The Weinstein Company Holdings LLC

District of Delaware (Bankruptcy), deb-1:2018-bk-10601

Objection //Debtors' Objection to Harvey Weinstein's Rule 2004 Motion (related document(s)275) Filed by The Weinstein Company Holdings LLC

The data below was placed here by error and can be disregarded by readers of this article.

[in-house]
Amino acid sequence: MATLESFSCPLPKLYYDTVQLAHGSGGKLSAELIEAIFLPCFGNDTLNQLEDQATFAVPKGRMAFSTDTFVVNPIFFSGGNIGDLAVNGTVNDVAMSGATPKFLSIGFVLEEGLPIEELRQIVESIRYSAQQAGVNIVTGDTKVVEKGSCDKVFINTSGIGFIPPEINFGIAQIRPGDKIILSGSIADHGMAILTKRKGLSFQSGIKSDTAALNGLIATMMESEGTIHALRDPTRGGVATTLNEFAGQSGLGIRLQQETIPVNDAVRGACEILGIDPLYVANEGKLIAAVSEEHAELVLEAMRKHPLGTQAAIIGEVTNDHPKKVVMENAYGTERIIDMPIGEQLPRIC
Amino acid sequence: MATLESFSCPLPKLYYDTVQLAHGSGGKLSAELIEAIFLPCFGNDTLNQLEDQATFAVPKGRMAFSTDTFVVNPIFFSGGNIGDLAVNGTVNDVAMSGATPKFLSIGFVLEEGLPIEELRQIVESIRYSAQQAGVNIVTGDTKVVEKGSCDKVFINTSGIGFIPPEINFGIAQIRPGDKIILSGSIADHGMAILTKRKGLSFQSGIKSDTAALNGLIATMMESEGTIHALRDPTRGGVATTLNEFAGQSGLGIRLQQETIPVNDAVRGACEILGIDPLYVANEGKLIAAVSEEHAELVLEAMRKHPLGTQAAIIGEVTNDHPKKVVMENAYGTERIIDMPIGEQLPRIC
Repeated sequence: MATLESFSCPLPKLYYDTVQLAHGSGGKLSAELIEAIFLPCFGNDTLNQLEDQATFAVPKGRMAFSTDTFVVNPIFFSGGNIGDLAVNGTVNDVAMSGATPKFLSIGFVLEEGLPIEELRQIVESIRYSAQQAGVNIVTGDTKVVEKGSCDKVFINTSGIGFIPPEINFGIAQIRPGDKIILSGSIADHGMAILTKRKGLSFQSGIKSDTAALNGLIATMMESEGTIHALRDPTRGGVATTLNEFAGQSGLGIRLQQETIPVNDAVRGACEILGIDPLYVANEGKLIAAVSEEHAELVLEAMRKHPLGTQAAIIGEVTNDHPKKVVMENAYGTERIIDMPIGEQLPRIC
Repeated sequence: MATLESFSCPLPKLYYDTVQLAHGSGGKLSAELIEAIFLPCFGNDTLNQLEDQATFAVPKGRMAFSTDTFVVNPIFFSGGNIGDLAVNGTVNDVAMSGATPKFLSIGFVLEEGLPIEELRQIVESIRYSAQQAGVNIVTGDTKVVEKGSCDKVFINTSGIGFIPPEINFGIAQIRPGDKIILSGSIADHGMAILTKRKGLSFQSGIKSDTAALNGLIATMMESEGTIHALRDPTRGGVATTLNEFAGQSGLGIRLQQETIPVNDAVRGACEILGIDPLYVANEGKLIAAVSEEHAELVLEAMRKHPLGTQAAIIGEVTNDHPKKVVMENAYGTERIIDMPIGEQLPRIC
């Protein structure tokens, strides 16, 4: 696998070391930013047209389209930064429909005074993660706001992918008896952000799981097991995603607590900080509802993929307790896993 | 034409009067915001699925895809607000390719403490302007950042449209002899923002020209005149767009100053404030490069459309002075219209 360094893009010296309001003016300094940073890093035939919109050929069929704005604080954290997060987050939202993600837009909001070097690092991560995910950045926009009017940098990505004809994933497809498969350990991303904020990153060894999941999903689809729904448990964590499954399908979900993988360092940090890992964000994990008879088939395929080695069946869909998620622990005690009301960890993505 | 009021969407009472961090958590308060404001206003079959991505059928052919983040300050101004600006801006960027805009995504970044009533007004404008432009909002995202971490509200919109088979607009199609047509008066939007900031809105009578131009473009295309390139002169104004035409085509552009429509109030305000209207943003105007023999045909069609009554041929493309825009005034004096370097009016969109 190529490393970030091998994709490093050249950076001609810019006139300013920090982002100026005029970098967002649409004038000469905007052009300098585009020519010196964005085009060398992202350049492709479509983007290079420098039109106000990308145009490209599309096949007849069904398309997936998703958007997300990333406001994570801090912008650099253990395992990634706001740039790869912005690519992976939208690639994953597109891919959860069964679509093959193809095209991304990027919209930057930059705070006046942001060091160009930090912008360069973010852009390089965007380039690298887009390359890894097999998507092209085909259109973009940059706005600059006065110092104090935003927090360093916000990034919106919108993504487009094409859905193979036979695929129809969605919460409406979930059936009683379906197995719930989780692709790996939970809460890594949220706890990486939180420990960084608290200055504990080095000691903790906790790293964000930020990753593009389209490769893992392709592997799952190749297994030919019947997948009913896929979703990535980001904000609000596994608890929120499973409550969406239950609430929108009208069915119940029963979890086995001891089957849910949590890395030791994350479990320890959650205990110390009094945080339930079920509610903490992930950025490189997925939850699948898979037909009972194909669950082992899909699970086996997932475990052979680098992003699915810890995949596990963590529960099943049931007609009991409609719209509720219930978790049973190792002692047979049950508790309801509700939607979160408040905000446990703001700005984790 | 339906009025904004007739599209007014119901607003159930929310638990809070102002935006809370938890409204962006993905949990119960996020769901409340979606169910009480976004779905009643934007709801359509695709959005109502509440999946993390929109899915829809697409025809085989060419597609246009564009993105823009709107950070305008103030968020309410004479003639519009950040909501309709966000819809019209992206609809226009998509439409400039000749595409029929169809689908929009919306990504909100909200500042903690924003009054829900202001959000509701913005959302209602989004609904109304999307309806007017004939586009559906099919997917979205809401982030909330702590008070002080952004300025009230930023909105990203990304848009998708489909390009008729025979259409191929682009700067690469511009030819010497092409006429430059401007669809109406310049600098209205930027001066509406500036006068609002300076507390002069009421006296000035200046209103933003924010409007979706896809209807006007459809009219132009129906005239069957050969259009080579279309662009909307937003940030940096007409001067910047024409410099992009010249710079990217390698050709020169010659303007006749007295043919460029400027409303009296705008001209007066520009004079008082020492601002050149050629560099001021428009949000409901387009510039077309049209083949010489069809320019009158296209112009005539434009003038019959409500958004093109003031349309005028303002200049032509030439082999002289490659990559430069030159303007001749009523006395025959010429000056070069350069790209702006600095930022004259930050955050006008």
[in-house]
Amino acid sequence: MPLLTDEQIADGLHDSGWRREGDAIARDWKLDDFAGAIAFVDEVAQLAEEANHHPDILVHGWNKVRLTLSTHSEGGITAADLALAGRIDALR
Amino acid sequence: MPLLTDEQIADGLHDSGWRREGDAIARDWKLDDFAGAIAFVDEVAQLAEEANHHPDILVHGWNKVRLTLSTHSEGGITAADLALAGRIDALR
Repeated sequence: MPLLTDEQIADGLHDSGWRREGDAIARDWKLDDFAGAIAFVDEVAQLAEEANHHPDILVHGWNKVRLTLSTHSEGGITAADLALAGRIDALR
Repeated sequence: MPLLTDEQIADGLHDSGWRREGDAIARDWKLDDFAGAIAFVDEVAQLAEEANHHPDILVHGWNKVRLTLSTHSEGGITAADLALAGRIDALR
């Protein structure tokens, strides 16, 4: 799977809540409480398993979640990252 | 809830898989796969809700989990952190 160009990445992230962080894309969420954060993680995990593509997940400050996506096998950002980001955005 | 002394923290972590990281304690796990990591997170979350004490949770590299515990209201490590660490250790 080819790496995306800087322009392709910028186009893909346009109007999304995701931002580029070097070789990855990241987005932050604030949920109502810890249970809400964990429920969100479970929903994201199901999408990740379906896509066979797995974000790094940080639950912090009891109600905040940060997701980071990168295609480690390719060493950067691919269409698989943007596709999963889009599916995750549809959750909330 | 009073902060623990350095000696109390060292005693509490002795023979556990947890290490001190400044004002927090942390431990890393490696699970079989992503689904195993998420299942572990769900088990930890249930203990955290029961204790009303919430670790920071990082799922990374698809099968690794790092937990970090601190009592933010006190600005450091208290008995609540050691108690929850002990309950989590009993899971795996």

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Case 18-10601-MFW Doc 477 Filed 04/27/18 Page 1 of 13 IN THE UNITED STATES BANKRUPTCY COURT FOR THE DISTRICT OF DELAWARE --------------------------------------------------------------- x: In re:: Chapter 11: 1 The Weinstein Company Holdings LLC, et al.,: Case No. 18-10601 (MFW): Debtors.: (Jointly Administered):: Re: Docket No. 275 -------------------------------------------------------------- x DEBTORS' OBJECTION TO HARVEY WEINSTEIN'S RULE 2004 MOTION The Weinstein Company Holdings LLC (the "Company" or "TWC") and its affiliated debtors and debtors in possession (collectively, the "Debtors") hereby submit this Objection to Harvey Weinstein's Motion for Entry of an Order Compelling Limited Discovery Under Rule 2004 of the Federal Rules of Bankruptcy Procedure. In support of this Objection, the Debtors respectfully state as follows: INTRODUCTION 1. Harvey Weinstein—TWC's former co-Chairman whose alleged sexual misconduct over decades sent TWC into a downward spiral last fall—is requesting that this Court compel Debtors to turn over Company records for purposes not authorized by Bankruptcy Rule 2004. At a time when TWC is focused on maximizing value for its creditors (some of which are Mr. Weinstein's alleged victims), Mr. Weinstein asks this Court to compel TWC to 1 The last four digits of The Weinstein Company Holdings LLC's federal tax identification number are (3837). The mailing address for The Weinstein Company Holdings LLC is 99 Hudson Street, 4th Floor, New York, New York 10013. Due to the large number of Debtors in these cases, which are being jointly administered for procedural purposes only, a complete list of the Debtors and the last four digits of their federal tax identification numbers are not provided herein. A complete list of this information may be obtained on the website of the Debtors' noticing and claims agent at Case 18-10601-MFW Doc 477 Filed 04/27/18 Page 2 of 13 divert its attention toward reviewing and producing hundreds of thousands of Company emails spanning more than 12 years in order for Mr. Weinstein to "exonerate himself." (Mot. at 2) This Court, like another tribunal before it, should deny that request. Mr. Weinstein also seeks to compel the production of his "personal papers" and "effects" left behind at the Company—items that were returned to him months ago in coordination with his counsel. For the following reasons, the Debtors respectfully ask this Court to deny the Motion in its entirety: 2. First, Mr. Weinstein's Motion does not even attempt to establish any nexus between his document requests and these bankruptcy proceedings. Instead, Mr. Weinstein concedes that he seeks this Rule 2004 discovery for the sole purpose of defending himself in ongoing "civil proceedings and criminal investigations". (Mot. at 2.) Having made no argument that he seeks this discovery in order to assert any rights as a party-in-interest in these Chapter 11 cases, the Motion cannot pass the "threshold inquiry" under Rule 2004. See In re Enron Corp., 281 B.R. 836, 842 (Bankr. S.D.N.Y. 2002) (denying motion because the movants "have not alleged, much less substantiated, that the Rule 2004 Material sought from the Objectants are properly discoverable in the context of a Bankruptcy Rule 2004 examination"). That alone is reason to deny the motion. Other than the fact the emails reside on Debtor-owned servers, and are thus property of the estate, Mr. Weinstein's emails have nothing to do with the liabilities or financial condition of the Debtors, nor do they relate to any matter which may affect the administration of the Debtors' estates. See Fed. R. Bankr. P. 2004(b). 3. Second, because the Motion does not have a proper purpose under Rule 2004, the Motion should be denied as an end-run around the Bankruptcy Code's automatic stay. While the Motion falsely asserts that "[n]o prior request for the relief sought herein has been made to this 2 Case 18-10601-MFW Doc 477 Filed 04/27/18 Page 3 of 13 or any other court" (Mot. at ¶ 32),2 in fact Mr. Weinstein has so far unsuccessfully sought these same documents in two other actions using the same justification. One such request has been denied, and the other is pending, subject to the automatic stay: (i) Weinstein vs. The Weinstein Company Holdings LLC, et al., JAMS Ref. No. 1425024989 (the "JAMS Arbitration"): In his JAMS Arbitration for wrongful termination against the Company, Mr. Weinstein moved to compel the production of "all e-mails by or on behalf of [Harvey Weinstein] and any PERSON, at any time, maintained by TWC" (see Feb. 2, 2018 Motion to Compel Letter at 6, attached as Exhibit 1). On February 8, 2018, the Arbitrator denied that motion, and ordered that the Company produce only emails relevant to Mr. Weinstein's October 2017 termination. The Company produced those emails on February 23, 2018. (ii) Weinstein v. The Weinstein Company Holdings LLC, C.A. No. 2017-0765-JRS (Del. Ch.) (the "Chancery Action"): In his pending books and records action in the Delaware Chancery Court, Mr. Weinstein has demanded access to "all e-mails sent to or from Mr. Weinstein's email address". (See Chancery Compl., Ex. A at 1, attached as Exhibit 2.) The Company has opposed the action in full, and was awaiting a trial when the Chapter 11 filing automatically stayed the case. To date, both of those efforts have failed, which is why Mr. Weinstein is now seeking a third bite at the apple. To the extent Mr. Weinstein is entitled to the requested emails (something the Debtors dispute), he must pursue those alleged rights in his already-pending actions. His stated 2 Indeed, counsel for Mr. Weinstein in the instant Motion is a member of the same firm that represents him in an action in the Delaware Chancery Court seeking this same discovery. 3 Case 18-10601-MFW Doc 477 Filed 04/27/18 Page 4 of 13 intent for the discovery does not satisfy the requirements of Rule 2004, and he should not be allowed to improperly use Rule 2004 to circumvent the Bankruptcy Code's automatic stay. 4. Third, Mr. Weinstein is not being deprived of any "due process rights." (Mot. ¶ 25.) The fact that Mr. Weinstein's alleged conduct has made him the subject of criminal investigations and numerous civil actions does not give him any special (much less Constitutional) entitlement to far-reaching discovery. Under Mr. Weinstein's theory, any terminated employee who is the subject of criminal investigation would have unfettered access to his former employer's company servers. That has no support in the law and, unsurprisingly, Mr. Weinstein cites no authority for such a theory. 5. Fourth, granting the Motion would cause serious harm to the estate, particularly at this critical juncture. The Debtors are committed to maximizing the value of the estate in the impending sale process. The Debtors see no benefit in diverting their attention and scarce resources at this critical juncture to support Mr. Weinstein's efforts. Indeed, granting the Motion would harm the estate and its stakeholders by incurring the cost of an expensive review, including a privilege review, of an estimated 800,000 emails. Debtors project the cost of that review to be $750,000 or more—funds not provided for in the Debtor's DIP financing. 6. In short, Mr. Weinstein's purported needs should not be elevated over those of the Debtors' creditors. While Mr. Weinstein purports to seek "narrowly-tailored discovery" under Rule 2004, in reality he seeks the unrestricted disclosure of 12 years worth of emails for purposes wholly unrelated to these bankruptcy proceedings. The Motion should be denied. 4 Case 18-10601-MFW Doc 477 Filed 04/27/18 Page 5 of 13 BACKGROUND A. Reports of Harvey Weinstein's Sexual Misconduct Lead to Civil Actions and Criminal Investigations. 7. In early October 2017, The New York Times and The New Yorker published articles chronicling allegations of sexual harassment, assault and rape by Harvey Weinstein spanning more than a decade. Since then, more than 80 women have publicly come forward to accuse Mr. Weinstein of sexual misconduct. 8. In the wake of these reports, Mr. Weinstein (and, at times, the Company and its board members) have been named in numerous civil lawsuits arising from Mr. Weinstein's reported sexual misconduct. In addition, various law enforcement authorities in the United States and the United Kingdom have reportedly opened criminal investigations into Mr. Weinstein's conduct. B. Harvey Weinstein Demands Access to Company Emails and Other Documents Immediately After His Termination in October 2017 and Files An Action For Such Documents In Delaware Chancery Court. 9. Upon learning of these allegations, the Company's Board of Representatives (the "Board") terminated Mr. Weinstein's employment on October 8, 2017. The Board formally ratified the termination on October 17, and Mr. Weinstein resigned from the Board that same day. Following his termination, Mr. Weinstein requested that TWC voluntarily provide him access to his internal Company emails, personnel file and the TWC Code of Conduct. (See Oct. 16, 2018 Letter, attached as Exhibit 3.) TWC declined Mr. Weinstein's request, but agreed to produce the Company's Code of Conduct as well as corporate documents setting forth Mr. Weinstein's rights and obligations as a TWC shareholder. Unsatisfied, Mr. Weinstein served a books and records demand on October 18, 2017, seeking the very same documents (internal Company emails and his personnel file) under the Delaware Limited Liability Company Act 5 Case 18-10601-MFW Doc 477 Filed 04/27/18 Page 6 of 13 ("LLC Act") and the Company's Third Amended and Restated Limited Liability Company Agreement. (See Chancery Compl., Ex. A.) Mr. Weinstein said he needed these documents (i) to aid his own defense of civil and criminal allegations arising out of his employment with TWC; and (ii) to support potential claims arising out of the wrongful termination of his employment. (See id.) When TWC repeated that it would not provide these documents (see Chancery Compl., Ex. B at 3), Mr. Weinstein filed the Chancery Action on October 26, 2017. In his Complaint, Mr. Weinstein again claimed that he wanted access to the Company's documents so that he could "assist" the Company in its defense of claims arising from his own conduct. (See Chancery Compl. ¶ 16.) The Company opposed the books and records action based on settled Delaware law that does not permit a shareholder to seek corporate documents for "personal purposes".3 See, e.g., Pogue v. Hybrid Energy, Inc., C.A. No. 11563-VCG, 2016 WL 4154253, at *3 (Del. Ch. Aug. 5, 2016) (see also TWC's Answer, attached as Exhibit 4.) The Chancery Action was scheduled for trial in May 2018, but was automatically stayed upon the commencement of these cases on March 19. C. Harvey Weinstein Seeks the Production of the Same Documents in the JAMS Arbitration. 10. The day before Mr. Weinstein filed the Chancery Action, he commenced the JAMS Arbitration. During subsequent discovery in that action, Mr. Weinstein again sought the same documents (asserting the same justifications), which the Company again opposed except to the extent such emails were relevant to Mr. Weinstein's October 2017 termination. On February 2, 2018, Mr. Weinstein moved to compel the production of "all e-mails by or on behalf of [Harvey Weinstein] and any PERSON, at any time, maintained by TWC." (See Feb. 2, 2018 3 There is no dispute here that Mr. Weinstein's emails—sent from and stored on the Company's servers—are property of the Company. 6 Case 18-10601-MFW Doc 477 Filed 04/27/18 Page 7 of 13 Motion to Compel at 2.) Mr. Weinstein claimed to need "all" of his Company emails to defend himself against allegations of sexual misconduct. On February 8, 2018, the Arbitrator denied Mr. Weinstein's overbroad requests, except to the extent such emails were relevant to the Board's decision to terminate his employment (the category to which the Company had already agreed). The Company produced those emails on February 23, 2018. D. Harvey Weinstein Files This Rule 2004 Motion, Seeking the Same Documents In a Third Forum. 11. Despite his lack of success in two other forums, Mr. Weinstein filed the present Motion on April 20, 2018, again seeking access to the same Company emails, and again asserting the same justifications. As explained below, Mr. Weinstein's third attempt has even less merit than his first two efforts. ARGUMENT A. Rule 2004 Discovery Must Be Meaningfully Related To The Bankruptcy Proceedings. 12. Pursuant to Rule 2004(b), a party-in-interest may seek discovery relating "only to the acts, conduct, or property or to the liabilities and financial condition of the debtor, or to any matter which may affect the administration of the debtor's estate. . . ." Fed. R. Bankr. P. 2004(b) (emphases added). In other words, the requested discovery must be meaningfully tied to the bankruptcy proceedings and the movant's interests in the estate. This is the "threshold inquiry" of any Rule 2004 Motion. See, e.g., In re Enron Corp., 281 B.R. at 842. A party in interest, while not defined in the Bankruptcy Code, is generally understood to mean a creditor or equity security holder seeking to protect or enforce economic rights in the bankruptcy case, not a person seeking to place burdensome discovery obligations on the estate allegedly to defend separate criminal or civil proceedings. 7 Case 18-10601-MFW Doc 477 Filed 04/27/18 Page 8 of 13 13. Although the scope of discovery permitted under Rule 2004 is broader than what is allowed under the Federal Rules of Civil Procedure, Rule 2004 "may not be used for purposes of abuse or harassment and it cannot stray into matters which are not relevant to the basic inquiry." In re Washington Mut., Inc., 408 B.R. 45, 50 (Bankr. D. Del. 2009) (internal citations omitted). In exercising its discretion, the Court must "restrict discovery that appears unduly intrusive or burdensome". In re Roman Catholic Church of Diocese of Gallup, 513 B.R. 761, 766 (Bankr. D.N.M. 2014); see also In re E. W. Resort Dev. V, L.P., L.L.L.P., No. 10-10452 (BLS), 2014 WL 4537500, at *7 (Bankr. D. Del. Sept. 12, 2014) ("there are limits, such as when a 2004 examination is used to abuse or harass"); In re Farris-Ellison, No. 2:11-BK-33861-RK, 2015 WL 5306600, at *3 (Bankr. C.D. Cal. Sept. 10, 2015) ("Rule 2004 examination must be both relevant and reasonable and may not be used to annoy, embarrass or oppress the party being examined") (internal citations omitted). B. Mr. Weinstein Does Not Have A Proper Purpose Under Rule 2004 For Seeking His Emails. 14. By his own admission, Mr. Weinstein seeks these Company documents solely for his own personal use in other pending litigations and investigations. (See Mot. at 2.) Courts routinely and properly deny Rule 2004 motions where the discovery sought lacks any connection to either the moving party's interests in the bankruptcy proceedings or the administration of the estate. See, e.g., In re Enron Corp., 281 B.R. at 842 (denying Rule 2004 motion where the moving party sought documents for use in a separate litigation, and the requested documents lacked any "nexus" to the movant "as a party in interest in [the] bankruptcy case"); In re Coffee Cupboard, Inc., 128 B.R. 509, 516 (Bankr. E.D.N.Y. 1991) ("Rule 2004 examinations should not be used to obtain information for use in an unrelated case or proceeding pending before another tribunal"). Here, as the Motion concedes by its silence on this issue, there is no nexus between 8 Case 18-10601-MFW Doc 477 Filed 04/27/18 Page 9 of 13 these Chapter 11 cases and the purposes for which Mr. Weinstein seeks his emails—namely, to exonerate and defend himself in civil cases and criminal investigations.4 15. Further, Mr. Weinstein's insistence that the Debtors will benefit from producing these documents is wrong. The Debtors are far better situated than Mr. Weinstein to defend themselves in the civil litigation and do not seek (or need) Mr. Weinstein's assistance in doing so. Even in cases against both the Company and Mr. Weinstein, the Company has never been in joint defense with Mr. Weinstein and believe that it is unlikely that their interests will frequently—if ever—be aligned. Thus, as the Debtors have explained before, they neither need nor want Mr. Weinstein's help examining Company documents or defending litigation. Indeed, the Debtors may have claims against Mr. Weinstein for, among other things, the value destruction his alleged conduct brought to the Company. C. Mr. Weinstein Must Pursue His Purported Right to Inspect his Company Emails in the Chancery Action. 16. The Motion should fail for the additional reason that it is an end-run around Section 362(a) of the Bankruptcy Code's automatic stay, which was imposed on Mr. Weinstein's Chancery Action. That action seeks the same documents for the same purpose and is brought by the same counsel as the instant Motion. Prior to the automatic stay, Mr. Weinstein and the Company had exchanged discovery requests under which Mr. Weinstein was to be deposed this month, and the Court had set a trial for May 31, 2018. The trial date was adjourned as a result of the stay, but Mr. Weinstein has not withdrawn his Complaint. As such, in order to pursue that identical claim, Mr. Weinstein must seek relief from the automatic stay so that he can pursue the Chancery Action—something he has not sought in the Motion, which instead incorrectly 4 How exactly any email could exonerate Mr. Weinstein from allegations of sexual assault is not clear to the Debtors, but that is not an issue the Court need address in denying Mr. Weinstein's motion to compel for the other reasons set forth herein. 9 Case 18-10601-MFW Doc 477 Filed 04/27/18 Page 10 of 13 represents that "[n]o prior request for the relief sought herein has been made to this or any other court." (Mot. at ¶ 32 (emphasis added).) An improper use of a Bankruptcy Rule 2004 request should not substitute for a motion for relief from the automatic stay. 17. Even if Mr. Weinstein were to seek to lift the automatic stay in the Chancery Action, the Debtors believe such a motion would fail. D. Mr. Weinstein's Due Process Theory Is Baseless. 18. Mr. Weinstein vaguely asserts that Debtors are violating his "due process rights", without ever specifying what rights he is invoking. There is no "violation." And, notably, he cites no case or statute to support this assertion. In short, he has no entitlement to Company documents (including his Company email from the time he was an employee) and Debtors owe him no special "rights" because he is the subject of lawsuits and investigations. 19. Instead, Mr. Weinstein—like every other litigant in a case—must obtain relevant discovery through the regular document exchange process pursuant to the relevant rules of each jurisdiction. For example, in the civil cases Mr. Weinstein is defending, he is free to issue document requests or subpoenas to any appropriate party for documents directly relevant to his defense. And in the criminal investigations, Mr. Weinstein has not even been charged with any crime to date. And if he is, it is the prosecutor who has a duty to produce exculpatory evidence, not Mr. Weinstein's former employers. See, e.g., Brady v. Maryland, 373 US 83 (1963). Moreover, if he is charged, Mr. Weinstein can avail himself of whatever discovery rights are permitted by law. See, e.g., Fed. R. Crim. P. 17(c). On this Motion, however, Mr. Weinstein fails to identify any due process right that would entitle him to 800,000 Company emails because no such right exists.5 5 Again, the Debtors set aside the question about whether emails could even plausibly be used as "exculpatory evidence" to rebut the sexual misconduct allegations made publicly against 10 Case 18-10601-MFW Doc 477 Filed 04/27/18 Page 11 of 13 E. The Cost to the Estate of Granting the Motion Is An Estimated $750,000. 20. The Debtors estimate that there are more than 800,000 documents on Weinstein's Company email accounts. Were the Motion to be granted, the Debtors would have to review each of these documents for attorney-client privilege or attorney work product, and apply any necessary redactions of such privileged or protected information. This privilege review would cost approximately $750,000 (in addition to the cost of making a traditional electronic production with metadata). Thus, granting the motion would have the effect of causing the estate to incur substantial costs at the creditors' expense for Mr. Weinstein's benefit. When weighed against the implausible and speculative benefits Mr. Weinstein claims, the balance heavily tips in favor of the Debtors. See In re Eagle-Picher Indus., Inc., 169 B.R. 130, 134-35 (Bankr. S.D. Ohio 1994) (denying Rule 2004 motion where "the discovery proposed. . . is extremely broad and would clearly be disruptive and costly for the [examinee], while the benefit to the movants. . . is far from clear."). And even if Mr. Weinstein had made an effort to narrow the scope of his demand (which he did not), the requests would still be improper under Rule 2004 for the reasons set forth above. The estate should not be spending its limited resources helping Mr. Weinstein, especially at this critical junction in the cases where it is seeking approval of its proposed sale. F. Mr. Weinstein's Personal Effects Were Returned Months Ago At His Request. 21. Finally, the Motion should be denied as moot to the extent Mr. Weinstein is requesting that the Debtors produce his "personal effects." Mr. Weinstein's personal property was returned to him at his own request through his counsel in December 2017. (See Dec. 5, Mr. Weinstein. In the prior emails that Mr. Weinstein sought relating to certain women (Mot at ¶ 10), he asked, for example, for communications from alleged victims thanking Mr. Weinstein for an employment opportunity. 11 Case 18-10601-MFW Doc 477 Filed 04/27/18 Page 12 of 13 2017 Email, attached as Exhibit 5.) That delivery cost the Company $5,200, which Mr. Weinstein refused to reimburse. (See Dec. 18, 2017 Email, attached as Exhibit 6.) Moreover, the lease for Mr. Weinstein's former TWC office (375 Greenwich) has now been rejected and surrendered upon approval of the Court and no further Company property remains at that location. See In re The Weinstein Company Holdings LLC, et al., 18-10601 (MFW), April 18, 2018 Order [D.I. 261]. To the extent Mr. Weinstein continues to receive personal mail at Company premises, that personal correspondence is provided to Mr. Weinstein's accounting firm, Citrin Cooperman, at Mr. Weinstein's request. (See Feb. 5, 2018 Email, attached as Exhibit 7.) As Mr. Weinstein's counsel has been told multiple times, the Debtors have no idea what the basis is for this aspect of the Motion. It too should be denied. CONCLUSION 22. WHEREFORE, the Debtors respectfully request that the Court deny Harvey Weinstein's Rule 2004 Motion in full and grant such other and further relief as may be appropriate. Dated: April 27, 2018 Wilmington, Delaware /s/ Paul N. Heath RICHARDS, LAYTON & FINGER, P.A. Mark D. Collins (No. 2981) Paul N. Heath (No. 3704) Zachary I. Shapiro (No. 5103) Brett M. Haywood (No. 6166) David T. Queroli (No. 6318) One Rodney Square 920 North King Street Wilmington, DE 19801 Telephone: (302) 651-7700 Facsimile: (302) 651-7701 - and - 12 Case 18-10601-MFW Doc 477 Filed 04/27/18 Page 13 of 13 CRAVATH, SWAINE & MOORE LLP Paul H. Zumbro (admitted pro hac vice) George E. Zobitz (admitted pro hac vice) Karin A. DeMasi (admitted pro hac vice) Worldwide Plaza 825 Eighth Avenue New York, NY 10019 Telephone: (212) 474-1000 Facsimile: (212) 474-3700 Attorneys for the Debtors and Debtors in Possession 13